By Steve Savage, Mobility RV Service
Fall is fast approaching and it will not be long before things start to cool down at night. For most RVers, that means using their heater. For many it means using a portable electric space heater. A recent survey by RVtravel.com revealed that more than 80 percent of its readers carry such a heater.
And there’s no doubt about it. These inexpensive devices are great for taking the chill off or for supplementing the onboard heating system. But, beware … there can be dangers. Among them is catching an RV on fire.
The mistaken belief of many RVers is that a circuit breaker will always protect the electrical wiring. It is true it will do just that — if the draw is above the capacity of the breaker. But what about when the draw approaches but does not go over the rating on the breaker?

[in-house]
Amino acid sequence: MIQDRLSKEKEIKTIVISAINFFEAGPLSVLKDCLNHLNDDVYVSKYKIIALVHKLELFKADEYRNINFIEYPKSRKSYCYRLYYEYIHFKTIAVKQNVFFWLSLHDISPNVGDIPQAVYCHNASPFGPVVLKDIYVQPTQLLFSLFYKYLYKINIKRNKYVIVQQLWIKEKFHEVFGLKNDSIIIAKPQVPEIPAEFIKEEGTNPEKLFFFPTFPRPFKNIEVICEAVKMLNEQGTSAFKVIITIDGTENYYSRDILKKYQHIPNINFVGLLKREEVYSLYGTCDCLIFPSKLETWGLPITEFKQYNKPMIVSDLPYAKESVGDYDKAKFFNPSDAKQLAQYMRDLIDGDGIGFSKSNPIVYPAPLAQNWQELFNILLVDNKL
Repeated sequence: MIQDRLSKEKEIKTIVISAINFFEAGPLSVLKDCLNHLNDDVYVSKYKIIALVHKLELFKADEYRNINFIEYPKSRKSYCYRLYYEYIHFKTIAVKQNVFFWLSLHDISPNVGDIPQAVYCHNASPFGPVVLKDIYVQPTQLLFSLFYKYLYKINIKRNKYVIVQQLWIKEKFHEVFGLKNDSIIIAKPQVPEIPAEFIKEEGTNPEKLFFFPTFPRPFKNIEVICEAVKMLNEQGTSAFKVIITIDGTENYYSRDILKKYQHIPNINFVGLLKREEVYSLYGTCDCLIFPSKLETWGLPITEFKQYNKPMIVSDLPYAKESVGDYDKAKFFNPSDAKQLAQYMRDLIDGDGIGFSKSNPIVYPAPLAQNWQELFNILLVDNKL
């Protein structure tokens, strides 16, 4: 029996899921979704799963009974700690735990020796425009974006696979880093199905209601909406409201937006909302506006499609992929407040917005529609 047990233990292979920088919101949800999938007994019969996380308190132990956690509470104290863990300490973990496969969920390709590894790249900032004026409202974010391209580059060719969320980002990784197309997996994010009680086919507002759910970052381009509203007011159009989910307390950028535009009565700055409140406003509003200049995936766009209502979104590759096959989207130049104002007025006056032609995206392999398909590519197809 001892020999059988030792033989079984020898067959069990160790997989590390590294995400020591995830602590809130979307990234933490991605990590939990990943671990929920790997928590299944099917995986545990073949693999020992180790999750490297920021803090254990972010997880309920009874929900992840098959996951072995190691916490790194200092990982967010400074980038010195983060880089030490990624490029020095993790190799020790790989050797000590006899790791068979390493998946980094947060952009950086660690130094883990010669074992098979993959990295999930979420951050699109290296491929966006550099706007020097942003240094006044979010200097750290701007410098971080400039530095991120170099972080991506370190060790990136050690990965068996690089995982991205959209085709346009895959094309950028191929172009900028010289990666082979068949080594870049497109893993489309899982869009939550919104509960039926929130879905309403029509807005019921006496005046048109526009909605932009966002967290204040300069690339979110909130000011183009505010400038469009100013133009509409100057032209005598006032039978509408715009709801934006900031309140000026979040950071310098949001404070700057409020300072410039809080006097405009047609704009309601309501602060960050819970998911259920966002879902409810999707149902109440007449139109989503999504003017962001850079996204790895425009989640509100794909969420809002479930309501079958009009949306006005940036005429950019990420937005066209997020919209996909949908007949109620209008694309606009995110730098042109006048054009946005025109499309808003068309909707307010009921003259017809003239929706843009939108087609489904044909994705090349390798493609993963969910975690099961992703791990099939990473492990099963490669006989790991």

Current draw that approaches but does not exceed the breaker rating can really heat things up, and not in a good way. The photo shows the space a wall receptacle used to occupy before the owner decided to use a space heater in the bedroom. In case you think this is a rarity, it is not — and I see it frequently over the course of an RV season. I have also seen the ends burned off 50-amp shore lines, and I just replaced a transfer switch due to melted wires and a charred terminal bus bar. Wall receptacles that once were white and now are a smoky brown are also not hard to find.
When looking for ways to save money, if you do plug electric space heaters into your wall receptacles I would encourage you to keep them on their lowest setting.
Here is one final thought: Suppose you have a system designed to keep your fresh water system from freezing by distributing heat from your furnace. Guess what happens if instead you use an electric space heater, with the end result the water lines freeze? The last time I got called to make that repair meant an $800 repair bill to run new water lines, along with fittings and fixtures. So think twice before relying on electric space heaters to keep your RV warm. And when you do, use caution.
The staff of RVtravel.com contributed to this article.